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Florida Keys National Marine Sanctuary
SSE Accomplishments Report

Sherwood Forest, located in the Tortugas Banks, is a unique reef that was explored and characterized during the Sustainable Seas Expeditions in the Florida Keys National Marine Sanctuary. (photo credit: John Halas)

The 1999 Sustainable Seas Expeditions in the Florida Keys National Marine Sanctuary provided scientists and resource managers with an opportunity to explore relatively unknown marine environments near the Dry Tortugas region where a proposed no-take reserve may be established. Over a several day period, DeepWorker pilots conducted 19 dives with the deepest at 165 feet. Investigators explored an area known as Sherwood Forest, an atypical formation of unique corals. Furthermore, along the reef tract, pilots were able to run deep water transects, adding a new dimension to information collected in shallower areas of the reefs.

Exploration and characterization of the proposed Tortugas Ecological Reserve

Establishing the sanctuary's second no-take ecological reserve in the Tortugas region is a high priority for NOAA. As both a source and a sink for marine biodiversity, the region plays a critical role in sustaining the health of the Florida Keys National Marine Sanctuary. The boundaries for the reserve are under development and the reserve is scheduled to be initiated in 2000.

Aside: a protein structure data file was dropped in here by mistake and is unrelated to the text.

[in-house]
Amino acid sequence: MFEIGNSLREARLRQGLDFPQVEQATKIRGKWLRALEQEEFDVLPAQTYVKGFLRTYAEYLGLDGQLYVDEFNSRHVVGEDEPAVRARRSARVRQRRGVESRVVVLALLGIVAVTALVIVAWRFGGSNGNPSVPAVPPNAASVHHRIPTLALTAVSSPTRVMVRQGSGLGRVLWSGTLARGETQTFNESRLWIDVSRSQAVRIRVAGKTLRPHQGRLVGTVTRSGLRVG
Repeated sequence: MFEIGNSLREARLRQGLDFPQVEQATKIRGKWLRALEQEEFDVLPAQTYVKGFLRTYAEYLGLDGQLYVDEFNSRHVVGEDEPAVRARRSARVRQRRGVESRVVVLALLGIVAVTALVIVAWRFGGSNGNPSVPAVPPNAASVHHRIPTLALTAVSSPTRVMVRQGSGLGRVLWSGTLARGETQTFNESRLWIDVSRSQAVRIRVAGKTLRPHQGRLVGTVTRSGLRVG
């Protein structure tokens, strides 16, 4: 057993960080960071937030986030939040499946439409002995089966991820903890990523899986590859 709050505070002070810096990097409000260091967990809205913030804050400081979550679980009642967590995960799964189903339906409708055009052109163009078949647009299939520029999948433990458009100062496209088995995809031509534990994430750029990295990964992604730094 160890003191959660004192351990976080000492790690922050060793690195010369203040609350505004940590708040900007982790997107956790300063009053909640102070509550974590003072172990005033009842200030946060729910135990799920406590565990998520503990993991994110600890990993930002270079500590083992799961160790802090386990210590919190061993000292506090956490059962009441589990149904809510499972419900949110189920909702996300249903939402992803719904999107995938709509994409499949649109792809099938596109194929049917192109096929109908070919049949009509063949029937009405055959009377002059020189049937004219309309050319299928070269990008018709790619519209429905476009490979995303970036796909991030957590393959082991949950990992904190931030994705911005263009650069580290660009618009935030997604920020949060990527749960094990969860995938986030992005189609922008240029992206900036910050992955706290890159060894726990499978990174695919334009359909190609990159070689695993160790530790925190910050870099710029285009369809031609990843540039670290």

This study was designed to explore new deepwater areas in the Tortugas and provide critical baseline information on benthic habitats and fish populations. These objectives were accomplished through 10 dives completed by Sustainable Seas Expeditions investigators Walt Jaap, Pamela Hallock Muller , Erich Mueller, and Laddie Akins as well as Sylvia Earle. The results of this study will help characterize the proposed ecological reserve.

Gulf of Mexico influence on coral reef health

Dr. Erich Mueller of Mote Marine Lab collected salinity, temperature and depth data and video transects of coral habitat which will lay the foundation for a long-term study on the effects of water quality on coral reef resources. Tortugas is the ideal place to conduct this study because of the lack of coastal runoff effects.

Deep water coral reef health

Dr. Phillip Dustan of the University of Charleston has been monitoring shallow coral reefs in the Upper Keys since 1979. Sustainable Seas Expeditions enabled him to extend these investigations to deep water to measure the vitality of corals. Shallow water corals have been on the decline for many years but little is known about the status of deepwater corals. Seven dives were conducted at Carysfort, Conch, and Molasses reefs to investigate coral health and fish populations. Laddie Akins of Reef Environmental Education Foundation surveyed fish populations.

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